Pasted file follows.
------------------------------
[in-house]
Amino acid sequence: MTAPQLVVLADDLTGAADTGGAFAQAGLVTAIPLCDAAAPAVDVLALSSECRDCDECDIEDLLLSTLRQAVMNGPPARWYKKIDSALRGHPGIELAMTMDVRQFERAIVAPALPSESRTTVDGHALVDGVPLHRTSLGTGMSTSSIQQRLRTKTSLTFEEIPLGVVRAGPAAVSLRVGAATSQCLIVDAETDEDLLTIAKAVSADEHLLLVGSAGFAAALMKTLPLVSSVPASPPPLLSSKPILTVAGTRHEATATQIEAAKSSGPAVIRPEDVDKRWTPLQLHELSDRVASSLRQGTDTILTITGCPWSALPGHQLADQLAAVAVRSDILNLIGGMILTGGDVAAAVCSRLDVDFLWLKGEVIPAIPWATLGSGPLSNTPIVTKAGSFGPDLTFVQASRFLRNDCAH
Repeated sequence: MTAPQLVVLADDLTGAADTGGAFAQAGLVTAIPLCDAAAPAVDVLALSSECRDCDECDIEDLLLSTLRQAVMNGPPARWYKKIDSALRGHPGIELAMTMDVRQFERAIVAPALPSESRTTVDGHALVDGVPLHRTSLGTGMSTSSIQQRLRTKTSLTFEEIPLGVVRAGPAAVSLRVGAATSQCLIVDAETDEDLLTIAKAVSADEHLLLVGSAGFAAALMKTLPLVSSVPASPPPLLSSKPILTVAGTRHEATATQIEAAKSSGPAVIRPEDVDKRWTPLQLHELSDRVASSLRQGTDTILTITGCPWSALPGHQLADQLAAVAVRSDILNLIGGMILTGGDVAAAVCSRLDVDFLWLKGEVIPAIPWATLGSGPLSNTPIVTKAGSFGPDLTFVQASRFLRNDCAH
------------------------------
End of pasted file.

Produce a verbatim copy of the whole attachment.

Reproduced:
[in-house]
Amino acid sequence: MTAPQLVVLADDLTGAADTGGAFAQAGLVTAIPLCDAAAPAVDVLALSSECRDCDECDIEDLLLSTLRQAVMNGPPARWYKKIDSALRGHPGIELAMTMDVRQFERAIVAPALPSESRTTVDGHALVDGVPLHRTSLGTGMSTSSIQQRLRTKTSLTFEEIPLGVVRAGPAAVSLRVGAATSQCLIVDAETDEDLLTIAKAVSADEHLLLVGSAGFAAALMKTLPLVSSVPASPPPLLSSKPILTVAGTRHEATATQIEAAKSSGPAVIRPEDVDKRWTPLQLHELSDRVASSLRQGTDTILTITGCPWSALPGHQLADQLAAVAVRSDILNLIGGMILTGGDVAAAVCSRLDVDFLWLKGEVIPAIPWATLGSGPLSNTPIVTKAGSFGPDLTFVQASRFLRNDCAH
Repeated sequence: MTAPQLVVLADDLTGAADTGGAFAQAGLVTAIPLCDAAAPAVDVLALSSECRDCDECDIEDLLLSTLRQAVMNGPPARWYKKIDSALRGHPGIELAMTMDVRQFERAIVAPALPSESRTTVDGHALVDGVPLHRTSLGTGMSTSSIQQRLRTKTSLTFEEIPLGVVRAGPAAVSLRVGAATSQCLIVDAETDEDLLTIAKAVSADEHLLLVGSAGFAAALMKTLPLVSSVPASPPPLLSSKPILTVAGTRHEATATQIEAAKSSGPAVIRPEDVDKRWTPLQLHELSDRVASSLRQGTDTILTITGCPWSALPGHQLADQLAAVAVRSDILNLIGGMILTGGDVAAAVCSRLDVDFLWLKGEVIPAIPWATLGSGPLSNTPIVTKAGSFGPDLTFVQASRFLRNDCAH